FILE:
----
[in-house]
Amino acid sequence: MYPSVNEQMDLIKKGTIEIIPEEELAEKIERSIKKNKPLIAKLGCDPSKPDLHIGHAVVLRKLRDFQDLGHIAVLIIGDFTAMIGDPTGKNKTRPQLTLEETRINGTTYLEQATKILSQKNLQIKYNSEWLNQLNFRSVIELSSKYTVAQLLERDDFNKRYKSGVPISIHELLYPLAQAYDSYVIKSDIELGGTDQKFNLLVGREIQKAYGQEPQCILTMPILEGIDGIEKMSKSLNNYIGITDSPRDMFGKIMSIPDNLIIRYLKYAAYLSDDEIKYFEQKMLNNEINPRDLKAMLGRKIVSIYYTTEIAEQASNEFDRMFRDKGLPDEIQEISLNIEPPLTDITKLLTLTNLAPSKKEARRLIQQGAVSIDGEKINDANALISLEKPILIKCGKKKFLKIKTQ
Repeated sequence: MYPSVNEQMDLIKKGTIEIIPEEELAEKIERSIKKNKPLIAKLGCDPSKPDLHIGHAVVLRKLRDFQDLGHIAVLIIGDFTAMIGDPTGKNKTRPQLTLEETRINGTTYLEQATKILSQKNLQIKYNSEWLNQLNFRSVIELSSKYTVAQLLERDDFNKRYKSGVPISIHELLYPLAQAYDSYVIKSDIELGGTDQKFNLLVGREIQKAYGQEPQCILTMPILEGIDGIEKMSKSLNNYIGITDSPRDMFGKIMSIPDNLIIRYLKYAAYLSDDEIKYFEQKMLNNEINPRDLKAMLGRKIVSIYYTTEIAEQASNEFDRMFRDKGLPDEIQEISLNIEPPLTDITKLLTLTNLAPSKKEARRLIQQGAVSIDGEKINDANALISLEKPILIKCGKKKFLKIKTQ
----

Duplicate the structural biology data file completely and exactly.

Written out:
[in-house]
Amino acid sequence: MYPSVNEQMDLIKKGTIEIIPEEELAEKIERSIKKNKPLIAKLGCDPSKPDLHIGHAVVLRKLRDFQDLGHIAVLIIGDFTAMIGDPTGKNKTRPQLTLEETRINGTTYLEQATKILSQKNLQIKYNSEWLNQLNFRSVIELSSKYTVAQLLERDDFNKRYKSGVPISIHELLYPLAQAYDSYVIKSDIELGGTDQKFNLLVGREIQKAYGQEPQCILTMPILEGIDGIEKMSKSLNNYIGITDSPRDMFGKIMSIPDNLIIRYLKYAAYLSDDEIKYFEQKMLNNEINPRDLKAMLGRKIVSIYYTTEIAEQASNEFDRMFRDKGLPDEIQEISLNIEPPLTDITKLLTLTNLAPSKKEARRLIQQGAVSIDGEKINDANALISLEKPILIKCGKKKFLKIKTQ
Repeated sequence: MYPSVNEQMDLIKKGTIEIIPEEELAEKIERSIKKNKPLIAKLGCDPSKPDLHIGHAVVLRKLRDFQDLGHIAVLIIGDFTAMIGDPTGKNKTRPQLTLEETRINGTTYLEQATKILSQKNLQIKYNSEWLNQLNFRSVIELSSKYTVAQLLERDDFNKRYKSGVPISIHELLYPLAQAYDSYVIKSDIELGGTDQKFNLLVGREIQKAYGQEPQCILTMPILEGIDGIEKMSKSLNNYIGITDSPRDMFGKIMSIPDNLIIRYLKYAAYLSDDEIKYFEQKMLNNEINPRDLKAMLGRKIVSIYYTTEIAEQASNEFDRMFRDKGLPDEIQEISLNIEPPLTDITKLLTLTNLAPSKKEARRLIQQGAVSIDGEKINDANALISLEKPILIKCGKKKFLKIKTQ